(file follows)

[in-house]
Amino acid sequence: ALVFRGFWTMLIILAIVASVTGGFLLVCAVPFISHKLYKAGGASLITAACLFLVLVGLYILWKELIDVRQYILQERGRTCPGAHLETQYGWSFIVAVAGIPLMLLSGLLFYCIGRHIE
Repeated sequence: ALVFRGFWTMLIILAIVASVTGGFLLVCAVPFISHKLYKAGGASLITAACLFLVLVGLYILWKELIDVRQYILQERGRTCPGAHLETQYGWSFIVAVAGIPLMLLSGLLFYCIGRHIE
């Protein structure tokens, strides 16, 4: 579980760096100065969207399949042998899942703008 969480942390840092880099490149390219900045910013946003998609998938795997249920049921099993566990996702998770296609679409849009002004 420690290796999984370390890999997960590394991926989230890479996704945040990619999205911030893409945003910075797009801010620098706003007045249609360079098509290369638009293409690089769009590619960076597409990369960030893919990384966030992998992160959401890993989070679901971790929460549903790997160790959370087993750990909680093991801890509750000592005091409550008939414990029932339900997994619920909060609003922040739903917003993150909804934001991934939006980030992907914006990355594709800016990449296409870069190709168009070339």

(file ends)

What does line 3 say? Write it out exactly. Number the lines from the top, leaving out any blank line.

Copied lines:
Repeated sequence: ALVFRGFWTMLIILAIVASVTGGFLLVCAVPFISHKLYKAGGASLITAACLFLVLVGLYILWKELIDVRQYILQERGRTCPGAHLETQYGWSFIVAVAGIPLMLLSGLLFYCIGRHIE